Save the Mules

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Boring TV commercials loaded down with too much detail remind me of that poor donkey you always see in old Westerns. You know the one - the sad beast way at the back of the wagon train. With 200 pounds on its back: gold ore, sleeping bags, guns, clanking pans and bottles of liquor, pick axes, spare boots and everything else the cowboys could throw on. Once fully loaded, the skinny thing was slapped on its behind and forced to carry up a cliff what was basically the complete inventory of a Home Depot.

When I see a commercial being mistreated this way, I just look the other way. It's too hard to look at. And don't we all do this? We pay no attention to these burdened and broken little things, because they bore us. These arthritic critters that hobble onto our TV screens, their knees wobbling under the weight of the entire product lineup, shots of the storefront, the showroom and the top five items on sale - they're boring. We look away with ennui.

But how do these crimes, these abominations that happen right on prime-time television, go unnoticed? Especially when you consider how noisy they are. The cruel Voiceover Man starts barking orders the instant the :30 clanks onto the screen. "Do this. Mention that."

Loaded high and wide with a noisy pile of product features and co-op logos, these insensate beasts lurch drunkenly onto our TV screens and are then flogged in public for a full 30 seconds. Lash after lash, they suffer the entirety of their short half-minute of life, bearing the full inventory of every showroom . . . and oh, how they suffer. Watching this, we suffer too. And as we suffer, we become bored and fall asleep.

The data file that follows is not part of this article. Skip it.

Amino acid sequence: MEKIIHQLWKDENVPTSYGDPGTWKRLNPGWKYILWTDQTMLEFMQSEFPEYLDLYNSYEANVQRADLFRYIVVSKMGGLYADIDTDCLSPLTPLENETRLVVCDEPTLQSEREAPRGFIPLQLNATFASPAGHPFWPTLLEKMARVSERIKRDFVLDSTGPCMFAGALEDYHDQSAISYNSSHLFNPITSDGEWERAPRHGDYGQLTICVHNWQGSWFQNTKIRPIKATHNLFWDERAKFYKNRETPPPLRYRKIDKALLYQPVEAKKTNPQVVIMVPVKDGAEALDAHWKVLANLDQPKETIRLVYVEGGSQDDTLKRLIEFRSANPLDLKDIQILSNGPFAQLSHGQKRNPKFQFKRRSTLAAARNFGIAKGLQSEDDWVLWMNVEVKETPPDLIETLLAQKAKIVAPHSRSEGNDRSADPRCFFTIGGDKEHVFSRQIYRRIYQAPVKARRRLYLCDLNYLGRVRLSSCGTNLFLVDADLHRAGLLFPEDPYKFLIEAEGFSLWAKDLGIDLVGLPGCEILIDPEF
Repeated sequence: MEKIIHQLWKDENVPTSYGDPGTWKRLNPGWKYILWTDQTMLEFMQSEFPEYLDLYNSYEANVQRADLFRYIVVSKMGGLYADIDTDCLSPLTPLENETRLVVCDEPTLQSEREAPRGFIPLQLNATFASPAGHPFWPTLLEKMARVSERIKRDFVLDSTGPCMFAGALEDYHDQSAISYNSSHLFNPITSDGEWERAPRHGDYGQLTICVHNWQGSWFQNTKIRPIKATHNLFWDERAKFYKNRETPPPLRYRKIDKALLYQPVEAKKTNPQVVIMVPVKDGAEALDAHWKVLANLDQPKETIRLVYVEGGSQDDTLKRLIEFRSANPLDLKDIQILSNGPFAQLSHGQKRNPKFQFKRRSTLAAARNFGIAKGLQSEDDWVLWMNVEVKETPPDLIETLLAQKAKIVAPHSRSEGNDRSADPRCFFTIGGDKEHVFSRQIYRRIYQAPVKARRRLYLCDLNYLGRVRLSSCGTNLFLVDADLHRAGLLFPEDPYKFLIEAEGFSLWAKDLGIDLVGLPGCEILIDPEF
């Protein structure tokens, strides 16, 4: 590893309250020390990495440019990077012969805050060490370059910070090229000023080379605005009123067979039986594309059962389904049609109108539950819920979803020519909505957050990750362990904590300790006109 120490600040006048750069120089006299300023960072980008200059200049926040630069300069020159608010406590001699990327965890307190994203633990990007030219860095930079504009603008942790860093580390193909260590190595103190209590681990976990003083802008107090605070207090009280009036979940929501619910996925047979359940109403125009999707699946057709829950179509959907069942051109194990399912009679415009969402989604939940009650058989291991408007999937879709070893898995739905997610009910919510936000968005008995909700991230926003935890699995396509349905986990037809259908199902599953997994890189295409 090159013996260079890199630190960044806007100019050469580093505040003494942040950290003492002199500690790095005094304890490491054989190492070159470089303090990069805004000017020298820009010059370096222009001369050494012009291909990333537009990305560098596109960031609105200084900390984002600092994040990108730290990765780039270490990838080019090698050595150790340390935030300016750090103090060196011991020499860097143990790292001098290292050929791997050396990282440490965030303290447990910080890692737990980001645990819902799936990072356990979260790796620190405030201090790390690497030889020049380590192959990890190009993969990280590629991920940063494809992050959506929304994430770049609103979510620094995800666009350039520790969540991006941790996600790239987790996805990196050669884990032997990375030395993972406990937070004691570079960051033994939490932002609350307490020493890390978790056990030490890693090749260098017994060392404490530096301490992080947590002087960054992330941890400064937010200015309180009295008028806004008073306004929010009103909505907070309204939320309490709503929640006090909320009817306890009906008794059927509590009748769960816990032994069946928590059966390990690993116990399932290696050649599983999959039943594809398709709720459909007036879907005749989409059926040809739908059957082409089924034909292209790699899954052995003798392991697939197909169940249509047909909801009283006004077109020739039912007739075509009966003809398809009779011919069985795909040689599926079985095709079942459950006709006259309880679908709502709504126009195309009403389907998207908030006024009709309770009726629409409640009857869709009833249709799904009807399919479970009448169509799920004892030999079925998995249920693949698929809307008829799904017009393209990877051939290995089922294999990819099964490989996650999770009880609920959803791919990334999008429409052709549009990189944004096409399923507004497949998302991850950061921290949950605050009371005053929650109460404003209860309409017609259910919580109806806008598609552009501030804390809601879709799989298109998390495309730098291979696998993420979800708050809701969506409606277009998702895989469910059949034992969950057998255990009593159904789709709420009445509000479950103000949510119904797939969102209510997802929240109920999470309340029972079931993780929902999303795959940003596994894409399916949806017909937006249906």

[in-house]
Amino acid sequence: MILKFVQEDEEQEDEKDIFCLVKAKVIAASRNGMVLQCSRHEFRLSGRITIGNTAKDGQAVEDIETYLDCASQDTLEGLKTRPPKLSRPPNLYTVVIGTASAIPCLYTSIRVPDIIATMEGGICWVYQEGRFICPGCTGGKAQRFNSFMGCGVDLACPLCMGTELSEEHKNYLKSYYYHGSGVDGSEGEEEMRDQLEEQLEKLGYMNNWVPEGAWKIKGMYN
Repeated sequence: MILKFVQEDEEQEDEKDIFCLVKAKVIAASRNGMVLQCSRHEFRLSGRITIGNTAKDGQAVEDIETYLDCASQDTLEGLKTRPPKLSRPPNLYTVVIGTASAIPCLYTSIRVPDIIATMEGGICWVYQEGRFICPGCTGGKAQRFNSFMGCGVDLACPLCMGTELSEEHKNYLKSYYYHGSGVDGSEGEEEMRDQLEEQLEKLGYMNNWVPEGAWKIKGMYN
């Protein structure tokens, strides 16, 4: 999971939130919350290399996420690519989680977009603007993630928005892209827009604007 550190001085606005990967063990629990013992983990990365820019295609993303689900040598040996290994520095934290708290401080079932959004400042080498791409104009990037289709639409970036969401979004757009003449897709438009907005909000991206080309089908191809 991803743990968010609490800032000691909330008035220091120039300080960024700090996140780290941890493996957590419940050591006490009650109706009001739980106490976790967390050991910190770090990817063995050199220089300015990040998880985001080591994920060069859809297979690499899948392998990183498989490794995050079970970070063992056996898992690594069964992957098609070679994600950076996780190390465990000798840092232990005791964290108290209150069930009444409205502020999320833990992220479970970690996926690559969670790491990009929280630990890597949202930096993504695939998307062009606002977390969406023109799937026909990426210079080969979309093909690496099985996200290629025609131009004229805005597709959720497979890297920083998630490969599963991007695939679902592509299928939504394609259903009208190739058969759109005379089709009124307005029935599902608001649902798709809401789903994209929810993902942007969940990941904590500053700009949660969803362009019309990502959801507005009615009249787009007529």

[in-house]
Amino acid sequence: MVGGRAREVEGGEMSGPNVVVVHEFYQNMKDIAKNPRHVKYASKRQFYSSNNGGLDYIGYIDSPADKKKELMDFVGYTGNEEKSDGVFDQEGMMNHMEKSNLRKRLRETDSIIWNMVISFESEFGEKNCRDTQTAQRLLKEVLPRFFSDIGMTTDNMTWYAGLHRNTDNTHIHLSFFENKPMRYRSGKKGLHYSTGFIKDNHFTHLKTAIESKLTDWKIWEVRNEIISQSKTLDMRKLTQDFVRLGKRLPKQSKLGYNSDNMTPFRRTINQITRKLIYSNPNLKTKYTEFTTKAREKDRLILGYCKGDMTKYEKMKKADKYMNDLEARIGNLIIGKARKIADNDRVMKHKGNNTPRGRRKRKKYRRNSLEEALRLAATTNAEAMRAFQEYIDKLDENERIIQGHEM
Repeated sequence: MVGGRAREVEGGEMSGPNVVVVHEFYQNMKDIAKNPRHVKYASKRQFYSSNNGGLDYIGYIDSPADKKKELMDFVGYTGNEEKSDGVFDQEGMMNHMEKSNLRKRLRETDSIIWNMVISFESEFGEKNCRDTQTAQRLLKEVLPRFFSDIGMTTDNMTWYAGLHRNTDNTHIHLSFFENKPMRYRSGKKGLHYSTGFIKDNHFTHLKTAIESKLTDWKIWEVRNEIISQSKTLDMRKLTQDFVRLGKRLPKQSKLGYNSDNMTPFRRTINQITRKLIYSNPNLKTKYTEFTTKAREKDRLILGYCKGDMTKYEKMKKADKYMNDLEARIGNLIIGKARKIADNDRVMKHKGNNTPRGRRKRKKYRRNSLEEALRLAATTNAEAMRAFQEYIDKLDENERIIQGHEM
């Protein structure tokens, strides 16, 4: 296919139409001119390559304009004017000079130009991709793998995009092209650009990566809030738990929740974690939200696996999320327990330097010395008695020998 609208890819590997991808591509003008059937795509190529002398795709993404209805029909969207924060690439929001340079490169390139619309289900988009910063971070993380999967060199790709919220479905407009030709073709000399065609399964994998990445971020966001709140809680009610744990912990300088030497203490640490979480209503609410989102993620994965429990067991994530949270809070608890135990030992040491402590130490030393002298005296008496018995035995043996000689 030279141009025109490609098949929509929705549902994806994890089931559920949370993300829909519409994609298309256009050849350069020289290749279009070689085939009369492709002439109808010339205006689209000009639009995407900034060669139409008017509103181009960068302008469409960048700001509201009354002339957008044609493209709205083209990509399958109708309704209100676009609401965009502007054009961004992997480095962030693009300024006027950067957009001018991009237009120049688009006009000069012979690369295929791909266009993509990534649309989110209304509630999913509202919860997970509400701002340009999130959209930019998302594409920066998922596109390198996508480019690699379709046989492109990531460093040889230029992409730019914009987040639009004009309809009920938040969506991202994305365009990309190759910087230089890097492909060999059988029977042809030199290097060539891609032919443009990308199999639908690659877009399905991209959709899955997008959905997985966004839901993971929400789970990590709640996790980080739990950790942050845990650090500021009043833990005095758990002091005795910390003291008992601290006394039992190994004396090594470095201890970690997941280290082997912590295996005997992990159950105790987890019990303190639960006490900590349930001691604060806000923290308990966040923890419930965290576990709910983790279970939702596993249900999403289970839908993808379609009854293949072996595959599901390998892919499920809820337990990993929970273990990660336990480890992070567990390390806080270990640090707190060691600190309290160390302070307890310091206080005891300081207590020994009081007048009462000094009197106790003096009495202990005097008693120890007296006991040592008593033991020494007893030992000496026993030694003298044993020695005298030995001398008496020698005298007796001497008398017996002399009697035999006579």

Perhaps to shield us from this spine-snapping load of detail and dreck, the Sweet Chariot of Morpheus swings low and sweeps us away. Narcotized by the drone of the Constantly-Talking-Man, we ride off on gossamer wings to a sleepy, happy place where things are interesting and men do not read us brochures.

Yet, while we slumber, the poor beast lurches on. Sometimes it even walks up to the glass of the TV screen itself, its sad donkey eyes peering out into our warm and interesting living rooms. Twenty-eight long seconds pass. The wretched little commercial has wobbled its iron load almost to the end, when the cowardly off-screen Voiceover Man does his most wicked work. Onto the beast's concave licorice stick of a back he heaps additional weight: a localized price, two addresses and a phone number.

Can we end the inhumanity? Yes. We must insist on cruelty-free commercials, and we must agree not to let our good clients besmirch their own names by torturing any more :30s.

Remember, a :30 is capable of carrying a branding message and a retail message. But use restraint. Let your :30 carry only what you need to get a client's point across.

A final word: If you see an abused commercial, by all means put it out of its misery with a quick mute button between the eyes.

Luke Sullivan is chief creative officer at West Wayne, Atlanta.

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